First off, I know damn well why this is becoming a trend: it’s a ridiculously useful plot device. How does this superhero get the costume? Who made it? Who fixes it when it gets damaged? If the hero uses gadgets then where do those come from? How does the hero gather information on villains and find their weaknesses? How does she or he know when and where something bad is going down? All of these can easily be explained away with what I’m officially calling the superhero IT team.
That sounds like a terribly reductive way of putting it, but I don’t know how else to describe this phenomena. Three of DC/Warner’s premier superhero dramas – Arrow, Flash and Supergirl – have it to some extent. Green Arrow/Oliver Queen has Felicity Smoak. The Flash/Barry Allen has Caitlin, Cisco and Dr. Wells (evil imposter or otherwise). Supergirl/Kara Danvers has a sister at a top secret government organization, photographer/Superman pal James Olsen and Winn Schott, who is an actual IT guy. All three shows milk this trend it for all its worth.
I get it, to an extent. There are a lot of superhero stories out there and people are getting less patient with origins and minutiae. We want to jump right into the action and the superhero IT team is an excellent way to brush aside small world-building stuff that not everyone cares about. While I like most of Supergirl’s not-super friends and Flash’s S.T.A.R. Labs crew have acquitted themselves admirably over the course of a season and a half, I can’t help but to feel that this trend is becoming far too convenient of a crutch and it’s giving these shows a “samey” feel.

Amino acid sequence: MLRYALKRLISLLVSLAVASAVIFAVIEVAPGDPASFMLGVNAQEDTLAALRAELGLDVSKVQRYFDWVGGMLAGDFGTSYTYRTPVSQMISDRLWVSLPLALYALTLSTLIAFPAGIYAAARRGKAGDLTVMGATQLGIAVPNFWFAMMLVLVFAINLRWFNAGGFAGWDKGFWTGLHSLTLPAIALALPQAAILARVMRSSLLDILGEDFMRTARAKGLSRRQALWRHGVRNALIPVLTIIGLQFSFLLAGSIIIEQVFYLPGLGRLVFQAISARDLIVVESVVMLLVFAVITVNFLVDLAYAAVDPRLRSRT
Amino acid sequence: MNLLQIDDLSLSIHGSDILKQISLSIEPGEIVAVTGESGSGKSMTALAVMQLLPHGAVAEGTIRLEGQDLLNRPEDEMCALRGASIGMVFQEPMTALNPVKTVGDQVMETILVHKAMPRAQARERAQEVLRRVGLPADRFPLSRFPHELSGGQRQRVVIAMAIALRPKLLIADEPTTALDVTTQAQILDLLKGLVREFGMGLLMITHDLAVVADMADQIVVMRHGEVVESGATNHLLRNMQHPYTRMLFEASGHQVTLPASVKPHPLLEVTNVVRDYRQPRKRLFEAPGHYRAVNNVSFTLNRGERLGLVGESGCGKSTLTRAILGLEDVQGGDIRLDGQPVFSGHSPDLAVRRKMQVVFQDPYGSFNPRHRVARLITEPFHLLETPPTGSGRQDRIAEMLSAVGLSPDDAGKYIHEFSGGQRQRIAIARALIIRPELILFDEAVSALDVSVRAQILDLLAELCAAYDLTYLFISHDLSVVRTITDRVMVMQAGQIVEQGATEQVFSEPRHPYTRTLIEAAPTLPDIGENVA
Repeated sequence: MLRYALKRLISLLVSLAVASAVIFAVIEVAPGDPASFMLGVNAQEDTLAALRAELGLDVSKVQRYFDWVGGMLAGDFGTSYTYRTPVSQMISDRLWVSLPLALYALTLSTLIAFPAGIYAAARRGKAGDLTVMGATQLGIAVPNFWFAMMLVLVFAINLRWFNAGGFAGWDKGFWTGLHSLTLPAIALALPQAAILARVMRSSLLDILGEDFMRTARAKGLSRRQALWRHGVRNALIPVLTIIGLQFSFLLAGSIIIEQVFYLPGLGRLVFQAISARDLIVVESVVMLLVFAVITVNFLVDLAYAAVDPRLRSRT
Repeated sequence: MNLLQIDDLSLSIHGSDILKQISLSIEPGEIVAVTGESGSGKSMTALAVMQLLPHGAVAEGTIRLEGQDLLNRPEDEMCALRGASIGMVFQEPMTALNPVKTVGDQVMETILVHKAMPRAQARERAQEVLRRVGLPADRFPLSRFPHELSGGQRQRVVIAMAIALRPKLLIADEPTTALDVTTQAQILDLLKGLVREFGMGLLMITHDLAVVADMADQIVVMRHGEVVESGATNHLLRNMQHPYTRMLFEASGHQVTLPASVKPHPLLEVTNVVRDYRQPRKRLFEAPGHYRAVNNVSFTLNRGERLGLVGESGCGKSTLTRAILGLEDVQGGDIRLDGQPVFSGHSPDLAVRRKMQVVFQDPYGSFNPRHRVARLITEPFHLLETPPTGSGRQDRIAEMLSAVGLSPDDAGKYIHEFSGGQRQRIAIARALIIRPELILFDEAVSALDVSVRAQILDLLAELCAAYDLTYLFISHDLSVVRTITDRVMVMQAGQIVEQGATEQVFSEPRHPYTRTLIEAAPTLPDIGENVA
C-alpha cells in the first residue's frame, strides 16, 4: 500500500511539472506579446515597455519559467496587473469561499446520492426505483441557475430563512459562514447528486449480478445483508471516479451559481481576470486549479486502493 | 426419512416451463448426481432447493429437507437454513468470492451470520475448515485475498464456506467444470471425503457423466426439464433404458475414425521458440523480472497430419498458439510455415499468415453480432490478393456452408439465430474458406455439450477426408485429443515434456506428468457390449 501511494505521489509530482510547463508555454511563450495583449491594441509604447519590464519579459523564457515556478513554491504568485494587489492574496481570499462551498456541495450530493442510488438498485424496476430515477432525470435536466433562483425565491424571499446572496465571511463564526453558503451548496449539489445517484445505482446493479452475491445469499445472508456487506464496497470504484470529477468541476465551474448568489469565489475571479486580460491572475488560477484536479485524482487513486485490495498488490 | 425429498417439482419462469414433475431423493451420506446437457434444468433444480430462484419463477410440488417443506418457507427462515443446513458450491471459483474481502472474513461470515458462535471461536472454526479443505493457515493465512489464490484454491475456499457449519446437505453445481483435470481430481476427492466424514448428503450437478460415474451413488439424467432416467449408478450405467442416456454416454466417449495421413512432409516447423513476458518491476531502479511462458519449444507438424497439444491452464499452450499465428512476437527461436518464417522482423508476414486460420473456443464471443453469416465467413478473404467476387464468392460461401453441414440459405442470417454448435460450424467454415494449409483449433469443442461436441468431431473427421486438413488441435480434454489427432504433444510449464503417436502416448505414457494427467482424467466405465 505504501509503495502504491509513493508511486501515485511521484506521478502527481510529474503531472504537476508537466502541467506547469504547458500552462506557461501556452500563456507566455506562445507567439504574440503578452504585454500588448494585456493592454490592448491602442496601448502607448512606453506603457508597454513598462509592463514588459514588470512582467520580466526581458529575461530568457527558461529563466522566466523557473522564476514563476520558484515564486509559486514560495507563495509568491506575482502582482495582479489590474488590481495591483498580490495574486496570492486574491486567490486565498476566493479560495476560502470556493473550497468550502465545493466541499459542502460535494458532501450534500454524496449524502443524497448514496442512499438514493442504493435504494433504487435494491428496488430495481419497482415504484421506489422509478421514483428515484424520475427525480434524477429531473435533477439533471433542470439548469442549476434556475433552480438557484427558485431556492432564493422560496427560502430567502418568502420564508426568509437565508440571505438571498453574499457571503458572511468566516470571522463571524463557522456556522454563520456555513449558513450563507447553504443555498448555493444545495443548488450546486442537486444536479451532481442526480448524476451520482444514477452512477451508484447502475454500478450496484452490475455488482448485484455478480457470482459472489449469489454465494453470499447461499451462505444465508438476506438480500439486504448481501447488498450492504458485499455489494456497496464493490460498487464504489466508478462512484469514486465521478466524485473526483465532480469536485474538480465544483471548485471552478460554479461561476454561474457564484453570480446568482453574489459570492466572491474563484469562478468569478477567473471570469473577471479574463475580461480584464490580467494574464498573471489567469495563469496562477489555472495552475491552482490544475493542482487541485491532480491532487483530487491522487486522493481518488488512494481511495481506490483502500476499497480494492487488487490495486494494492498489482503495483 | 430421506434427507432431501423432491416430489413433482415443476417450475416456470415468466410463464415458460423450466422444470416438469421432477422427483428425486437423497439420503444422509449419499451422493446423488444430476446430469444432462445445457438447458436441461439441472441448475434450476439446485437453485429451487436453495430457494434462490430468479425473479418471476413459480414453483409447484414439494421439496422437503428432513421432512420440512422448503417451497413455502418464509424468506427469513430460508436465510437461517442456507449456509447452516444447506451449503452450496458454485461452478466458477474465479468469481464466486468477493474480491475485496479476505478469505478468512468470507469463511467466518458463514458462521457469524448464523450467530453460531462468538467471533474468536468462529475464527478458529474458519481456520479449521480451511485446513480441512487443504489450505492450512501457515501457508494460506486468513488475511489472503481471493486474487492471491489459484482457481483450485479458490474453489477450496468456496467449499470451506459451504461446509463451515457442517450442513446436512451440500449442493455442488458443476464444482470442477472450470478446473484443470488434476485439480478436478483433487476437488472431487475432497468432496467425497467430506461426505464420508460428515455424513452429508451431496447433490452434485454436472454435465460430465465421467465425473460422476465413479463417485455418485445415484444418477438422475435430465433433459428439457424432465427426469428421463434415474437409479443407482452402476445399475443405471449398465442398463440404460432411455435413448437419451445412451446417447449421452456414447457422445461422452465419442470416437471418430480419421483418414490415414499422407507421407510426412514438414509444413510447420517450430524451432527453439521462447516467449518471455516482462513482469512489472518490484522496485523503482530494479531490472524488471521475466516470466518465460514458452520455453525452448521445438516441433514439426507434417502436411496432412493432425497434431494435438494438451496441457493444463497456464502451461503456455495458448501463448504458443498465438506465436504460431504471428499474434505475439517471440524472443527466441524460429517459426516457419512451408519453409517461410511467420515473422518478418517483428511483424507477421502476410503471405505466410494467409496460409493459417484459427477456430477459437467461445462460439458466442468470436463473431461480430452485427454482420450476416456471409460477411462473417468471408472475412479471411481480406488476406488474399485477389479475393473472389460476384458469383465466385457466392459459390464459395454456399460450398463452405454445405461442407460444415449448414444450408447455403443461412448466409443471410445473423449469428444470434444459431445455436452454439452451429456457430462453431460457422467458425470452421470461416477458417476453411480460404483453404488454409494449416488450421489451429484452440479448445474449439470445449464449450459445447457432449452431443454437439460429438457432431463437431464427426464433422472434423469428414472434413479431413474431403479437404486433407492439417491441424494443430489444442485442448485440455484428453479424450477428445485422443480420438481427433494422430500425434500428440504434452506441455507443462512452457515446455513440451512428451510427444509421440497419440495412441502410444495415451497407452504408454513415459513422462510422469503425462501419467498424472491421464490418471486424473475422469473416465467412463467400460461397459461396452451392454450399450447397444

I’m not going to call the hardworking professional TV writers behind these shows lazy (like I can talk; I barely post anything on the Starship these days), but this plot device definitely encourages laziness. It can also lead to some pretty massive unforeseen problems, such as the one Flash has. At this point, there are so many people who aware that Barry Allen is the Flash that it is downright insulting for him to not tell his love interests when half of Central City already knows. Sheesh.
If I had to put my thumb down on where this all started (at least in regards to TV/film superheroes, who are usually a decade or more behind their source material) I would pick the perennially uderappreciated Superman: The Animated Series, whose Superman would occasionally seek assistance from that show’s own version of S.T.A.R. Labs. The expanded role of Lucius Fox in The Dark Knight trilogy, in which he was basically the Q to Batman’s Bond, probably has a lot to with the IT trend, too.
The superhero IT team was a novel idea that has now become a minor annoyance. I don’t think it diminishes Flash or Supergirl, both of which are fine shows despite their occasional hiccups. The good news is that DC’s Legends of Tomorrow, the latest entry of the Arrowverse, is already breaking this mold by being a team-based show that features STEM-savy heroes who can do the technical and science stuff in the field on their own. I don’t want this trend to go away; it would just be nice if it got less trendy.